I'm not surprised this movie didn't rate well in reviews but it's not the first and only film my family loved that others didn't love. But if you loved movies like Cool Runnings and The Sandlot, I think you'll like this one.

Don't forget to get your post ready for IWSG book, Guide to Publishing and Beyond. Please don't include quotes from others in your article. Do you have a favorite underrated entertainment to share? Have you ever watched this movie? Did it deserve the unkind reviews?

Friday, September 19, 2014

The End of Summer

Difficult to believe it's the last weekend of summer though the cool night temperatures is proving the calendar correct. The days are flying by. I felt like a I did a lot of work this week but then yesterday I decided my WIP was missing the mark somewhere. My characters need some work if I want readers to care about them. So I'm starting OVER. And I feel like I'm doing the right thing. Some scenes will remain mostly intact but most of them are hitting the trash.

A fall fact from my trusty Old Farmer's Almanac planner. The average person eats about 19 pounds of apples each year. Seems like a lot to me but I do almost always have some in the house.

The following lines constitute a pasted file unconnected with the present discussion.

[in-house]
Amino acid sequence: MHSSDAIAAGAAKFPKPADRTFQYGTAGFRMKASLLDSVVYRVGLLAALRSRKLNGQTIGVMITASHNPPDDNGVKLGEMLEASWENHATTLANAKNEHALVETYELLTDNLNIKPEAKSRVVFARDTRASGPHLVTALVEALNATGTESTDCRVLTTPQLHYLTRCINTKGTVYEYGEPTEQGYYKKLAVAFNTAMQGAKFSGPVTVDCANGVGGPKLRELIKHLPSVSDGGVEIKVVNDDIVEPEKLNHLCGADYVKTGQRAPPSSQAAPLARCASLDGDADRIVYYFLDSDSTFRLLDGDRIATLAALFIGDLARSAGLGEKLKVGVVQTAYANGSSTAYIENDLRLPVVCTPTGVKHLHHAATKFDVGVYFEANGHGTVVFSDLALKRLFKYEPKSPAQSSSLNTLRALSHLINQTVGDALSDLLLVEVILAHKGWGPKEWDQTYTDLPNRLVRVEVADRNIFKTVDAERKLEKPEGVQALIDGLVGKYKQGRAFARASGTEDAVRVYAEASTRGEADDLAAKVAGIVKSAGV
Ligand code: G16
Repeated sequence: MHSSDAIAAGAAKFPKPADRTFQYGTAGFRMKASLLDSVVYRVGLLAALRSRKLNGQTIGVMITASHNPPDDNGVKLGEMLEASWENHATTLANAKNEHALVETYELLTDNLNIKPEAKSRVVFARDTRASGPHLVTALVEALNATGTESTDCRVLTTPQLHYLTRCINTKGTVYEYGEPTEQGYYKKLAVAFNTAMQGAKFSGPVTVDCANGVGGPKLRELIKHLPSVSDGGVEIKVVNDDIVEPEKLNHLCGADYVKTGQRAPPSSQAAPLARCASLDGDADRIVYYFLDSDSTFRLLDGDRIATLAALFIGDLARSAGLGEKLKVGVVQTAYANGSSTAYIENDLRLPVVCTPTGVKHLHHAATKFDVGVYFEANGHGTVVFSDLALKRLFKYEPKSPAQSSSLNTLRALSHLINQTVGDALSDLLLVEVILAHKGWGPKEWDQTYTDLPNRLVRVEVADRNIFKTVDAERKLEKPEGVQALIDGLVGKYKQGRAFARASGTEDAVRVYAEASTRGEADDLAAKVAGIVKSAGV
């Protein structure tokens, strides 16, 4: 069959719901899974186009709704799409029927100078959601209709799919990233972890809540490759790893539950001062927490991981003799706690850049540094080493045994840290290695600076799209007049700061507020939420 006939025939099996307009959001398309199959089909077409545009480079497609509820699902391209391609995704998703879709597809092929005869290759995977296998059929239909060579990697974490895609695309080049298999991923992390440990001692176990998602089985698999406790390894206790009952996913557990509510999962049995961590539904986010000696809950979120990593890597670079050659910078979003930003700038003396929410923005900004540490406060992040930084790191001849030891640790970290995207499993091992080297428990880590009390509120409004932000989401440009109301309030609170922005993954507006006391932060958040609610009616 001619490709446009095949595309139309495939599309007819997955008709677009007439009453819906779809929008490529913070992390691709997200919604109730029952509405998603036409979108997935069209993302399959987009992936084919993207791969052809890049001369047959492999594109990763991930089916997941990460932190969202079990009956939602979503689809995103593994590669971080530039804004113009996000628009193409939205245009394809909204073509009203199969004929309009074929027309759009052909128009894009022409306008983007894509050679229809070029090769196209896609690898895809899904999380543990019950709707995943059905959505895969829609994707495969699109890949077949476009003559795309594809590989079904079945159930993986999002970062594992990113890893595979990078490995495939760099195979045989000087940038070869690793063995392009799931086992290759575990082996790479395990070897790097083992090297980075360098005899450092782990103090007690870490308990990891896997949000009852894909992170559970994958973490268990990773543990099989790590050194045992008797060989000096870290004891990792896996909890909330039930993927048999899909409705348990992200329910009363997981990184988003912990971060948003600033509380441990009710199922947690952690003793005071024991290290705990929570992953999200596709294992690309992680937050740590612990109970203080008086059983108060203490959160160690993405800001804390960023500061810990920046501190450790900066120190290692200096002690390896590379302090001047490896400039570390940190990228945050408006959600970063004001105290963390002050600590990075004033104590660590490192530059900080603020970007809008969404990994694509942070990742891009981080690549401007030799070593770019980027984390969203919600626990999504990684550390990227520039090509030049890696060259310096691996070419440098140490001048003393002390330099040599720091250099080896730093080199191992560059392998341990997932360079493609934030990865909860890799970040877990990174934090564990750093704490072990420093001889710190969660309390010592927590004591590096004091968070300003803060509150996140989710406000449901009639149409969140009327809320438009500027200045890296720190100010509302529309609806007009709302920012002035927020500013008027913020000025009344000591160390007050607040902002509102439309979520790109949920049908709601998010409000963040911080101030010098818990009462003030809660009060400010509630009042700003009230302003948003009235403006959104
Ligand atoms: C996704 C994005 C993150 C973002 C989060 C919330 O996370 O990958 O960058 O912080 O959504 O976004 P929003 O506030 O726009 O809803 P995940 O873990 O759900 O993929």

And a Chinese proverb. Teachers open the door, but you must enter yourself.

And in case you think you're not getting paid enough for your writing here's a fact. Pennsylvania General Assembly clerk Jacob Shallus was paid $30 to pen the Constitution.  This past Wednesday was Constitution Day in case you missed that.

Today's quote about writing. Apologies to my California readers but this is a little bit funny.

There’s no such thing as writer’s block. That was invented by people in California who couldn’t write.
- Terry Pratchett

Are you eating your share of apples? What would you have charged to write the Constitution? Do you believe in writer's block? Ready for fall?

Wednesday, September 17, 2014

In a Land Faraway

Technology had made the world smaller but virtual travel will never replace actually being in a location. I mentioned my daughter is studying in Morocco. Though an open society compared to many countries in that part of the world, it's a way different world from the one most of us live in. To share her experience, my daughter has started a blog. Her topics are quite varied and wildly interesting. Especially to me. The Open Roof is Kelley's blog. I hope you'll take the time to hop over there and leave her a comment as she perfects her Arabic and studies the culture of Morocco.